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20 August 2012


Drawing – sigh… I thought I’d have this topic in my Bulletin, because as artists darhlinks, we get this draw, record, thrust at us, and some of us, ie me, have brains that don’t work that way. But how can you make art and not draw? Well I do, so there!!!

I hate so much that if you’re like me and struggle, it’s a given you must continue to struggle, must not utter the words out loud “drawing is not for me” – Can’t you just hear the fellow artists suck in breath at the idea, and a loud tsk and tut, the artist police will come and lock you up.
Well may be that’s not true, but I’ve certainly felt at odds with everyone else and alone. That’s the reason for this Bulletin. I want to stand up for those who don’t do the beautiful sketchbooks, who don’t dash off a sketch whilst at the bus stop, who feel less worthy, less of an artist because they don’t find drawing easy, but feel forced into continuing to do it, believing otherwise you are not a proper artist. STOP when it comes to the crunch the information you need is exactly that, INFORMATION FOR YOU. It took me years and years to learn that. I may want to do the beautiful sketchbooks, but its never going to happen, wanting and being aren’t always the same thing. Importantly it took a long while to understand that it is not to my detriment, its just DIFFERENT.

During a gap between City & Guilds courses, I did a year’s art course, drawing, painting, followed on by being part of a private group having weekly lessons, I think that went on for a further couple of years. It means I’ve put in a LOT groundwork, hours, and tried lots of different media. I’ve done the still life, the people, the architecture, the 1 minute sketch the 30 minute sketch, the non dominant hand, not looking at the page, continuous line and so on, all the options tutors give. I have the knowledge of all aspects of drawing….
So I CAN draw, I think you can recognise what these are. Even so after all that input it’s just not natural or easy to me. I just don’t like it. There, said it
I actually get a raging headache, because I have to concentrate so much, think about each aspect, even after all the above, none of it comes naturally. I don’t finding it a relaxing pleasurable thing to do at all. It certainly doesn’t flow instantly from the fingertips. Who wants a nice sketch and a migraine to go with it? Why would I willingly do that to myself?
I’ve even tried the “drawing a day” – at one point it was the ‘in thing’ (may be having a resurgence at the moment) people boasting on the web of drawing every day for months even years on end. Another point of envy. I follow this blog which I enjoy immensely Missouri Bend Studio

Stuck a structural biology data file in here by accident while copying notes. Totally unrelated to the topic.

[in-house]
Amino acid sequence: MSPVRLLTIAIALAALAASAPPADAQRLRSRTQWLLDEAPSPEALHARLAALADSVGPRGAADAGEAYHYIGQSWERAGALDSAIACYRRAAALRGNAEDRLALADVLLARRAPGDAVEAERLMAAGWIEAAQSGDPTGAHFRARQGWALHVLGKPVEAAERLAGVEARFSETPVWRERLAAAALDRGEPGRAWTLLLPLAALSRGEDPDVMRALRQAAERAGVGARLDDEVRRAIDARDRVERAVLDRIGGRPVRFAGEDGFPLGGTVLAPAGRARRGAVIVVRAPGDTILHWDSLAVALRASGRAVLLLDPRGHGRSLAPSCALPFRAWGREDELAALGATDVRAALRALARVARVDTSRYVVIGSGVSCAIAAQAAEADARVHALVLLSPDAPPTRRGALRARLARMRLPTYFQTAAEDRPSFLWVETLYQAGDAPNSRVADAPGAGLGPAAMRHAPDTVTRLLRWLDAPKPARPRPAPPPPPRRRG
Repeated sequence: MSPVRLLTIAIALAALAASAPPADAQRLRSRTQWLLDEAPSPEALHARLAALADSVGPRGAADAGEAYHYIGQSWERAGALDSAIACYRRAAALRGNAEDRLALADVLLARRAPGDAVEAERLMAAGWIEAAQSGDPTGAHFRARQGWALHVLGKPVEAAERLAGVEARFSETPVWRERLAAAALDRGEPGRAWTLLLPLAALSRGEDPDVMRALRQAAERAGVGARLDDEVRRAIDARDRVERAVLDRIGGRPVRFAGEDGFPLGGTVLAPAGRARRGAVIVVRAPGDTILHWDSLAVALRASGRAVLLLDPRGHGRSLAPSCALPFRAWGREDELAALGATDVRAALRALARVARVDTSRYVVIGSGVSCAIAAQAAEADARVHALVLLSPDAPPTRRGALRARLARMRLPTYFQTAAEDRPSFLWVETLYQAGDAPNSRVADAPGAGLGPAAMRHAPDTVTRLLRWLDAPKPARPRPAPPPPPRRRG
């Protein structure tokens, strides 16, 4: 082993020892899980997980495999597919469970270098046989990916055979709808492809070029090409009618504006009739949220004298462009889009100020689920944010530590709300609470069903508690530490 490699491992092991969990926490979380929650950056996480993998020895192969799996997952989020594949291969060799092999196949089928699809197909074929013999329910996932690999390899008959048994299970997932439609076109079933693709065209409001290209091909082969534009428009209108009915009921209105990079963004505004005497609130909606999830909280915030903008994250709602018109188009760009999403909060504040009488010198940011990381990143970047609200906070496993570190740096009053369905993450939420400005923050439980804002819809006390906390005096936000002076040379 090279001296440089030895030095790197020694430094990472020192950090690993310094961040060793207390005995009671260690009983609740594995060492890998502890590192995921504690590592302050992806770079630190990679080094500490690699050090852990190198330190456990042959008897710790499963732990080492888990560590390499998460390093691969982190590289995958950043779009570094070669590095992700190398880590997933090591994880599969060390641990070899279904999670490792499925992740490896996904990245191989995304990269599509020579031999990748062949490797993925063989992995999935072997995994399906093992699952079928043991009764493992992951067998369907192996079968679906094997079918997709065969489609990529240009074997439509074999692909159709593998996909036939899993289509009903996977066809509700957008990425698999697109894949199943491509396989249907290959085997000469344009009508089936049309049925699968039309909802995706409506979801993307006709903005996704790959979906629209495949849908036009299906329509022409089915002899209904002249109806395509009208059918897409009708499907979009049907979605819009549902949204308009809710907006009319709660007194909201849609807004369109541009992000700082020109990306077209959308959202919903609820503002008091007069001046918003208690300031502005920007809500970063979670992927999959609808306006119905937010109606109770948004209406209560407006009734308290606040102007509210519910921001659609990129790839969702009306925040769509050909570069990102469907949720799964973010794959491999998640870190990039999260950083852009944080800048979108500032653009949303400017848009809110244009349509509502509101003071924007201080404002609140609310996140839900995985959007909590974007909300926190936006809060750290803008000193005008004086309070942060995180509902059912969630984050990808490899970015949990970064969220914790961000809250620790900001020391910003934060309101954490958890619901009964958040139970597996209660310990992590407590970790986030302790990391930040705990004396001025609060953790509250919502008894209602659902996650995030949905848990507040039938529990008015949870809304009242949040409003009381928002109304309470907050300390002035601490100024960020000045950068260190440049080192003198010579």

However my foray into doing this started off with good intentions, which evaporated, the drawings turned into abstract playing, my every day, found gaps, until it withered to a complete stop.

I saw it as a complete failure. The reality is I should have paid attention to myself, to what I was doing, analyse what I had, ie colour, texture, experimentation, good things. Is this you too? Note your strengths be proud of them, go with them, and don’t get bogged down in the negative of what you think you should be doing, to the detriment of what you ARE doing, and other skills you may find along the way.
I do a lot of this kind of thing, laying one type of paint over another and see what happens, these are acrylics over watercolours.
Words flow easily for me, (likely you can tell), I also touch type, so I can record at the speed of thought. Whilst drawing is headache making, writing is very much free flowing and natural. I found absolute joy in this book….  It has a section on writing about your work… what utter bliss for someone like me. Not only does it describe ideas for what to do, but more importantly for me, this small section gave me legitimacy. It was OK to write about your art. Phew, relief, someone else has agreed with me. So if writing is a natural thing for you, then do it, you may be like me, in the written word can ‘see’ exactly what is described.

There are multiple ways to collate the information you want in order to make the art you want. So if something doesn’t work for you, try something else, don’t stick to something because you think you should, because its what ‘proper’ or ‘real’ artists do.

I have more to say on Sketchbooks themselves, that was another big art revelation for me, so that will come along another time. I also use my camera a lot, so I’ll talk about that too in another Bulletin.
Remember find the freedom in being you. Don’t close the mind to any options, but realise that to be a creative hands on artist, its OK NOT to draw!

Just looked outside, sky is still up there, we are safe for another day!!

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